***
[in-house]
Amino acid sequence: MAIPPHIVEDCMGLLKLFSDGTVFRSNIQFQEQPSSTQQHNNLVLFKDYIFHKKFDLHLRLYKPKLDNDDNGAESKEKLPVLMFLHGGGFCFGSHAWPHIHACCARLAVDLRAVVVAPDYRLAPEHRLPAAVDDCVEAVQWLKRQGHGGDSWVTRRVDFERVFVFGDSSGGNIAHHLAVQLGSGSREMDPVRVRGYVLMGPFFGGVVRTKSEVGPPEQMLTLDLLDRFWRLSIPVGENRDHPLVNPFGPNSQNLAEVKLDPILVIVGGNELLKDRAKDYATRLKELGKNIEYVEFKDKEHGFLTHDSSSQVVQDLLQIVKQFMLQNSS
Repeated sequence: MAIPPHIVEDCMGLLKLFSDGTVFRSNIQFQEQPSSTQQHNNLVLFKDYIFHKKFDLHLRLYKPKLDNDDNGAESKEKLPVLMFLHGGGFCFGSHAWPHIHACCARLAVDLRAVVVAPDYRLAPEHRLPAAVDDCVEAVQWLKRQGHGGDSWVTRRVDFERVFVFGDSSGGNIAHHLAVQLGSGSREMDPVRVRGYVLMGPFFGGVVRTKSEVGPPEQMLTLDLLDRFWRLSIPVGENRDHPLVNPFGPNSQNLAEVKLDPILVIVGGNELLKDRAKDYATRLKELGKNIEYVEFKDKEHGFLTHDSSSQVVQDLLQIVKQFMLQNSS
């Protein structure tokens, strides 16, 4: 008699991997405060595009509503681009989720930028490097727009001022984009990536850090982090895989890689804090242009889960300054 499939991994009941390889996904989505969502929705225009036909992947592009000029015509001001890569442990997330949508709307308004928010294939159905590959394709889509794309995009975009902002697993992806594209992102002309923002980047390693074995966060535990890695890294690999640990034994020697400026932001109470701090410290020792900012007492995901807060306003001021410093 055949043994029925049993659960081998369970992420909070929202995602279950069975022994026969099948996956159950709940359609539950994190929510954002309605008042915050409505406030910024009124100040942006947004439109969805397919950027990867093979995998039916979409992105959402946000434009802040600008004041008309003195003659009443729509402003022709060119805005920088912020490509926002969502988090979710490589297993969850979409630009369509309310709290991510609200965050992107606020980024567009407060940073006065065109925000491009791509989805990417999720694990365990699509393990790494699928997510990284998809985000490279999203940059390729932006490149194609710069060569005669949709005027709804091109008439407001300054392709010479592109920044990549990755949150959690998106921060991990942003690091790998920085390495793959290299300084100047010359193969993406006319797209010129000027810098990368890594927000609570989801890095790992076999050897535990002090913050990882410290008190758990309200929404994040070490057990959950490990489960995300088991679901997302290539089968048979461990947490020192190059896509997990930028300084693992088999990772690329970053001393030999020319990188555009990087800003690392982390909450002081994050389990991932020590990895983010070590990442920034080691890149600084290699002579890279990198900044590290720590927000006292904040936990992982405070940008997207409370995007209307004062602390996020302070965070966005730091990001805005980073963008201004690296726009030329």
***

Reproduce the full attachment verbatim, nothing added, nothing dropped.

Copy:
[in-house]
Amino acid sequence: MAIPPHIVEDCMGLLKLFSDGTVFRSNIQFQEQPSSTQQHNNLVLFKDYIFHKKFDLHLRLYKPKLDNDDNGAESKEKLPVLMFLHGGGFCFGSHAWPHIHACCARLAVDLRAVVVAPDYRLAPEHRLPAAVDDCVEAVQWLKRQGHGGDSWVTRRVDFERVFVFGDSSGGNIAHHLAVQLGSGSREMDPVRVRGYVLMGPFFGGVVRTKSEVGPPEQMLTLDLLDRFWRLSIPVGENRDHPLVNPFGPNSQNLAEVKLDPILVIVGGNELLKDRAKDYATRLKELGKNIEYVEFKDKEHGFLTHDSSSQVVQDLLQIVKQFMLQNSS
Repeated sequence: MAIPPHIVEDCMGLLKLFSDGTVFRSNIQFQEQPSSTQQHNNLVLFKDYIFHKKFDLHLRLYKPKLDNDDNGAESKEKLPVLMFLHGGGFCFGSHAWPHIHACCARLAVDLRAVVVAPDYRLAPEHRLPAAVDDCVEAVQWLKRQGHGGDSWVTRRVDFERVFVFGDSSGGNIAHHLAVQLGSGSREMDPVRVRGYVLMGPFFGGVVRTKSEVGPPEQMLTLDLLDRFWRLSIPVGENRDHPLVNPFGPNSQNLAEVKLDPILVIVGGNELLKDRAKDYATRLKELGKNIEYVEFKDKEHGFLTHDSSSQVVQDLLQIVKQFMLQNSS
């Protein structure tokens, strides 16, 4: 008699991997405060595009509503681009989720930028490097727009001022984009990536850090982090895989890689804090242009889960300054 499939991994009941390889996904989505969502929705225009036909992947592009000029015509001001890569442990997330949508709307308004928010294939159905590959394709889509794309995009975009902002697993992806594209992102002309923002980047390693074995966060535990890695890294690999640990034994020697400026932001109470701090410290020792900012007492995901807060306003001021410093 055949043994029925049993659960081998369970992420909070929202995602279950069975022994026969099948996956159950709940359609539950994190929510954002309605008042915050409505406030910024009124100040942006947004439109969805397919950027990867093979995998039916979409992105959402946000434009802040600008004041008309003195003659009443729509402003022709060119805005920088912020490509926002969502988090979710490589297993969850979409630009369509309310709290991510609200965050992107606020980024567009407060940073006065065109925000491009791509989805990417999720694990365990699509393990790494699928997510990284998809985000490279999203940059390729932006490149194609710069060569005669949709005027709804091109008439407001300054392709010479592109920044990549990755949150959690998106921060991990942003690091790998920085390495793959290299300084100047010359193969993406006319797209010129000027810098990368890594927000609570989801890095790992076999050897535990002090913050990882410290008190758990309200929404994040070490057990959950490990489960995300088991679901997302290539089968048979461990947490020192190059896509997990930028300084693992088999990772690329970053001393030999020319990188555009990087800003690392982390909450002081994050389990991932020590990895983010070590990442920034080691890149600084290699002579890279990198900044590290720590927000006292904040936990992982405070940008997207409370995007209307004062602390996020302070965070966005730091990001805005980073963008201004690296726009030329």